Stern-to or bow-to mooring, either is generally unfamiliar to those coming from outside the Mediterranean sphere. For those sailing in Croatia it is an essential skill and will be required in more than 90% of all marinas and harbours.
1.First off practice reversing the boat. First day, first lunch stop, before you drop the anchor or pick up a buoy, stop, put it into reverse and get a feel for the boat going backwards.
2.In reverse it will turn more quickly in one direction than the other (largely due to prop wash).
3.Stop the boat, then put it into reverse and slow slow slow, let it start back in its own time, build up speed gently and if you can, keep it below 1-1.5 kts.
4.Once you have the prop wash sorted you can use this to help the turn.
5.Remember only half a turn on the wheel as you start to move backwards, any more than this and you will effectively stall the rudder and you are wasting its effectiveness.
6.Plan ahead - get fenders on both sides and if you have a spare one on the back - you may need the rear one anyway (at the expense of the side) depending on where you are mooring.
7.Get your aft mooring lines on both sides and passed under the guard rails on back onto the deck.
8.Ensure the crew know what they are doing and when.
9. Approaching the mooring work which way is the most effective for your boat to turn in in reverse.
10. Also establish on what side the dock hand is going to pass the lazy line up to and position the crew member who is going to take it on that side, aft, with the boat hook.
11. Don’t panic - its easy really.
12. There are three basic jobs
13. Steering (and speed control)
14. Picking up the lazy line (walking it forward and securing it)
15. Handing off the rear mooring lines (and receiving them back)
16. If necessary these jobs can easily be done by two people with little or no practice (one on the lazy line and one steering and handing off the rear mooring lines to the shore.)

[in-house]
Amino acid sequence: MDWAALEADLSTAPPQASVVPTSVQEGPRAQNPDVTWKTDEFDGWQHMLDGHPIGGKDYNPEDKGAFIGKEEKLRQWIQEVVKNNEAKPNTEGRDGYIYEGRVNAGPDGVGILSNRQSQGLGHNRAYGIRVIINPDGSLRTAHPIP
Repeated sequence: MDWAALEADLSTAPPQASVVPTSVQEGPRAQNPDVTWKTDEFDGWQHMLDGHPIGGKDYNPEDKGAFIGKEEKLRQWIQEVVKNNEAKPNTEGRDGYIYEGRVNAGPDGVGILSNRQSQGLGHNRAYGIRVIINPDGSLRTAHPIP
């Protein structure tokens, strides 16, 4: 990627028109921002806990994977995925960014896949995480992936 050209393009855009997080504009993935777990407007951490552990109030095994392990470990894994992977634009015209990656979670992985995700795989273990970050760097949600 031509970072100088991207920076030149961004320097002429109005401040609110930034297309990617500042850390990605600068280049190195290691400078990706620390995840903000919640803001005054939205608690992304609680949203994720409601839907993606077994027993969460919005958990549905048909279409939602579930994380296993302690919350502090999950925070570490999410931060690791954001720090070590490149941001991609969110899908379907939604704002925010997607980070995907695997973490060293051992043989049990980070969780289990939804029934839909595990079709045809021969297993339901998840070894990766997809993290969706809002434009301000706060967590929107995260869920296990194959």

17. Listen to the dock hands - they know what they are talking about.
18. Don’t be embarrassed to ask for help or advice - that is what the dock hands are paid for and they moor boats hundreds of times every week.
19. The person taking the lazy line with the boat hook needs to move forward carefully but promptly. Watch for the fenders as it is easy for the thin carrier-line to get tangled under them.
20. Haul up the carrier-line until you find the mooring rope, get it through a fairlead (or straight onto the cleat). This is important particularly if there is a cross wind, because this line may hold the whole weight of the boat. It is better to have it on slack and adjust it later, than to loose it because you cannot hold the weight.
21. The aim is to be square to the dock - about 0.75 - 1.25 metres off it and not moving forward or back.
22. If you are not square changing the side of the lazy line (or picking up a second one) can often resolve this - it may be a current or prevailing wind which is causing you to skew. The tension on the lazy line also effectively determines you closeness or otherwise towards the dock.
23. Once you are tied on both sides at the back you can run the engine gently forward - this will keep you off the dock and generally square (if both stern lines are of the right general length) and will allow you either to swap the lazy line over or take in more slack off it.
24. Lazy lines can be dirty (oil, silt and algae) - many people take gardening-type gloves to handle them.
25. Also watch your clothes - its easy to get dirt onto a t-shirt or jacket in the scramble to get the line forward and pulled tight - and not always easy to get the stain out again.
26. Mooring alongside is unusual, except at some fuel berths and occasional harbour walls (Trogir, Split and Sibenik come to mind)
27. The days of dropping the anchor and motoring back onto a mooring seem to have gone almost completely (the only place we have seen this was at Veli Drvenik). Almost all facilities have laid moorings (lazy lines) now.
Thursday, 9 July 2009